• Certain medical conditions: Diabetes, uveitis (eye inflammation), and nerve damage can affect the iris's ability to respond normally, increasing IFIS risk.
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Understand the surgical errors present in your IFIS case


Intraoperative Floppy Iris Syndrome Treatment

When ophthalmological surgeons encounter IFIS during a cataracts surgery, they have a few best practices for treatment. These include expansion rings and iris hooks/retractors. If used correctly, iris hooks offer a mechanical method for reversing miosis. Further, hooks and retractors can help prevent iris prolapse during surgery.


Floppy Iris Syndrome Post-Operative Care

Clinicians also have options to treat iris prolapse post-surgery. Most important for prolapse reversal is a watertight seal on the wound. Another crucial step is administering Miochol, a chemical solution that causes the pupil to contract.


Surgical Complications & Floppy Iris Syndrome

Surgeons must remain vigilant for signs of IFIS over the course of cataracts surgery. However, the tools and methods for treatment also present operational risks. Iris hooks and retractors can be effective interventions for IFIS. But they can also cause serious iris trauma (excessive stretching or manipulation) if implemented incorrectly.

Ophthalmological surgery presents a steep learning curve to clinicians. Attorneys pursuing IFIS cases should investigate operator error and training level when considering a surgical mismanagement approach.


Works Cited


Chang DF, Campbell JR. Intraoperative floppy iris syndrome associated with tamsulosin. J Cataract Refract Surg. 2005;31(4):664-673. doi:10.1016/j.jcrs.2005.02.027. URL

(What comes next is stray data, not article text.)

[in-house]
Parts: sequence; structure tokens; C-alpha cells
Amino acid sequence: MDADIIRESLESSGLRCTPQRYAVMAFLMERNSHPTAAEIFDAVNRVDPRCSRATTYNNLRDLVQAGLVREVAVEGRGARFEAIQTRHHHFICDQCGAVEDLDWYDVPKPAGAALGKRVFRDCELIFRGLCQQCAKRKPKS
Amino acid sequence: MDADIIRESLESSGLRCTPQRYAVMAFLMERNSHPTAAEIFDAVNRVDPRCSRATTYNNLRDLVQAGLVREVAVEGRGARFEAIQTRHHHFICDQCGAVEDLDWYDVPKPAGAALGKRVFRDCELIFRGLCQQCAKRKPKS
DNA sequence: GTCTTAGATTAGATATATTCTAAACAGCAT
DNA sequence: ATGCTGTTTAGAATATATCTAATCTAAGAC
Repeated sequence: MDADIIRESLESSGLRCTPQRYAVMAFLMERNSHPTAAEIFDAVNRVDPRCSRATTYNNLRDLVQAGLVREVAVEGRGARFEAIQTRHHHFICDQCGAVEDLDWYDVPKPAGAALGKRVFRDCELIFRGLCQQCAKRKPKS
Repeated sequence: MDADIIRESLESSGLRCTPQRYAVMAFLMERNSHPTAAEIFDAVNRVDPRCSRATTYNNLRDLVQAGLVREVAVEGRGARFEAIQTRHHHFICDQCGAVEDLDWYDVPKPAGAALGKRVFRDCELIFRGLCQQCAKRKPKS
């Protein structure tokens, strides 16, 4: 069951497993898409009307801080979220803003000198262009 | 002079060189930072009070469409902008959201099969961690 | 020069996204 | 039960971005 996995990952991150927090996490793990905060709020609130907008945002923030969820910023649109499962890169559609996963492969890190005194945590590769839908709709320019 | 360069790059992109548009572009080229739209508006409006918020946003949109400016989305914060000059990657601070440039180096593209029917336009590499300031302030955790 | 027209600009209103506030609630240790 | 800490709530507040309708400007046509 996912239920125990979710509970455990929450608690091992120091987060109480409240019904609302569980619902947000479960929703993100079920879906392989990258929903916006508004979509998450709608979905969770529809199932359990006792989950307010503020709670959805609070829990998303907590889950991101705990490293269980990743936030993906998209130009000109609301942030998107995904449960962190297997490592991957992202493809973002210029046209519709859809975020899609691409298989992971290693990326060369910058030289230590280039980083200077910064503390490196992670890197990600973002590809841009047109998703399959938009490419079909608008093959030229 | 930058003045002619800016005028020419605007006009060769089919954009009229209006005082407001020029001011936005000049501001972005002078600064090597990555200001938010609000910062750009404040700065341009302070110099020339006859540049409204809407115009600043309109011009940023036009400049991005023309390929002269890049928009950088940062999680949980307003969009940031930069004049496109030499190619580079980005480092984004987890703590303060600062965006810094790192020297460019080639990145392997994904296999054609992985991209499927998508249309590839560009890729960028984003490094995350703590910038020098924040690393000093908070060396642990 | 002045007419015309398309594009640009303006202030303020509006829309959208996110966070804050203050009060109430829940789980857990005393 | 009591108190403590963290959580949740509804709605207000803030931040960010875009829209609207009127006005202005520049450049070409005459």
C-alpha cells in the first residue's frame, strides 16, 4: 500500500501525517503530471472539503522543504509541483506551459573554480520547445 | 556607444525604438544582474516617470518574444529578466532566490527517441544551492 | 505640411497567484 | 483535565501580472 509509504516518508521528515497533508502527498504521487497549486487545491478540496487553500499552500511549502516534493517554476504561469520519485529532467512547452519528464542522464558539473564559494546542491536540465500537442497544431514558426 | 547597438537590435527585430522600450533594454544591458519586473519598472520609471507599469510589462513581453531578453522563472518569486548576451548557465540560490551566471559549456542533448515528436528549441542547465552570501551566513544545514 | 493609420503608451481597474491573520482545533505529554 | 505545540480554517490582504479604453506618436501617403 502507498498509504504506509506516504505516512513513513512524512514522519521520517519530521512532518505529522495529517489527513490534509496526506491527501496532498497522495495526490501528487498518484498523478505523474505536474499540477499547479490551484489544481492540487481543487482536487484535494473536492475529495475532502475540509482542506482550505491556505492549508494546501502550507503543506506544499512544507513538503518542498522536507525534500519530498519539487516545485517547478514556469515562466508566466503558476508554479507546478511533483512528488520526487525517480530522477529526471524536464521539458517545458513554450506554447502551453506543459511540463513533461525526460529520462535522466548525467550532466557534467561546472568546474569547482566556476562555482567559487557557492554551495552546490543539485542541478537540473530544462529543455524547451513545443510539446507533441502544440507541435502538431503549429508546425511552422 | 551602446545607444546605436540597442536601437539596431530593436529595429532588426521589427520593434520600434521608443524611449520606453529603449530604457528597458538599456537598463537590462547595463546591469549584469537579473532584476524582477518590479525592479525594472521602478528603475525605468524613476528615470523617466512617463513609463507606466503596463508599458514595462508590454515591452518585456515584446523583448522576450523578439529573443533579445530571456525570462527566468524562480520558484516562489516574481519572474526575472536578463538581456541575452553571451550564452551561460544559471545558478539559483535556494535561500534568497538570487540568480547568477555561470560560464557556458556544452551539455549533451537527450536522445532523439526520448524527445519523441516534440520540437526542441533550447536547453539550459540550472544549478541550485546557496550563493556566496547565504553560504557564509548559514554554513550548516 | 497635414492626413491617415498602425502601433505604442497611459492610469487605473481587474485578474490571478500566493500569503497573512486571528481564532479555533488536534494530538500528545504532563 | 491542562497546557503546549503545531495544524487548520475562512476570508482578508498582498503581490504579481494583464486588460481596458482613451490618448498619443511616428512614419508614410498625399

Chatziralli, I. P., Peponis, V., Parikakis, E., Maniatea, A., Patsea, E., Mitropoulos, P., & Medscape (2016). Risk factors for intraoperative floppy iris syndrome: a prospective study. Eye (London, England), 30(8), 1039–1044.

About the author

Wendy Ketner, M.D.

Wendy Ketner, M.D.

Dr. Wendy Ketner is a distinguished medical professional with a comprehensive background in surgery and medical research. Currently serving as the Senior Vice President of Medical Affairs at the Expert Institute, she plays a pivotal role in overseeing the organization's most important client relationships. Dr. Ketner's extensive surgical training was completed at Mount Sinai Beth Israel, where she gained hands-on experience in various general surgery procedures, including hernia repairs, cholecystectomies, appendectomies, mastectomies for breast cancer, breast reconstruction, surgical oncology, vascular surgery, and colorectal surgery. She also provided care in the surgical intensive care unit.

Her research interests have focused on post-mastectomy reconstruction and the surgical treatment of gastric cancer, including co-authoring a textbook chapter on the subject. Additionally, she has contributed to research on the percutaneous delivery of stem cells following myocardial infarction.

Dr. Ketner's educational background includes a Bachelor's degree from Yale University in Latin American Studies and a Doctor of Medicine (M.D.) from SUNY Downstate College of Medicine. Moreover, she is a member of the Board of Advisors for Opollo Technologies, a fintech healthcare AI company, contributing her medical expertise to enhance healthcare technology solutions. Her role at Expert Institute involves leveraging her medical knowledge to provide insights into legal cases, underscoring her unique blend of medical and legal acumen.